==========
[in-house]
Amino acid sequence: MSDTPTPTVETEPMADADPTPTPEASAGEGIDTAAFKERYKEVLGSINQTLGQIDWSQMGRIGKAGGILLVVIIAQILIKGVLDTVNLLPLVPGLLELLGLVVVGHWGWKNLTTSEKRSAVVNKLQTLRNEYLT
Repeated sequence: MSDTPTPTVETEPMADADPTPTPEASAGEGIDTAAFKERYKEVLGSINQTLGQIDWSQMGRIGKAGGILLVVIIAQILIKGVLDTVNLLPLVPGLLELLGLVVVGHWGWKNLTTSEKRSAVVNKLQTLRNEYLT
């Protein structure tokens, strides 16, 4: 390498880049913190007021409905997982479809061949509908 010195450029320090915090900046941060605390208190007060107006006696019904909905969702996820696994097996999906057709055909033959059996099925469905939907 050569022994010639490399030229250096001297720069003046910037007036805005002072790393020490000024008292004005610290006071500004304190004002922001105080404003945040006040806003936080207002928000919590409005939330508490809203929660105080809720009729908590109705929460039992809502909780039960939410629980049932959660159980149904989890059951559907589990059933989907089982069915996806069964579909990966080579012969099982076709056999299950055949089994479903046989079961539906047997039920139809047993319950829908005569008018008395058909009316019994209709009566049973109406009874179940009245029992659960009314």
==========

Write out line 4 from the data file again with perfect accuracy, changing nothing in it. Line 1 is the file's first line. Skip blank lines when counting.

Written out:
């Protein structure tokens, strides 16, 4: 390498880049913190007021409905997982479809061949509908 010195450029320090915090900046941060605390208190007060107006006696019904909905969702996820696994097996999906057709055909033959059996099925469905939907 050569022994010639490399030229250096001297720069003046910037007036805005002072790393020490000024008292004005610290006071500004304190004002922001105080404003945040006040806003936080207002928000919590409005939330508490809203929660105080809720009729908590109705929460039992809502909780039960939410629980049932959660159980149904989890059951559907589990059933989907089982069915996806069964579909990966080579012969099982076709056999299950055949089994479903046989079961539906047997039920139809047993319950829908005569008018008395058909009316019994209709009566049973109406009874179940009245029992659960009314």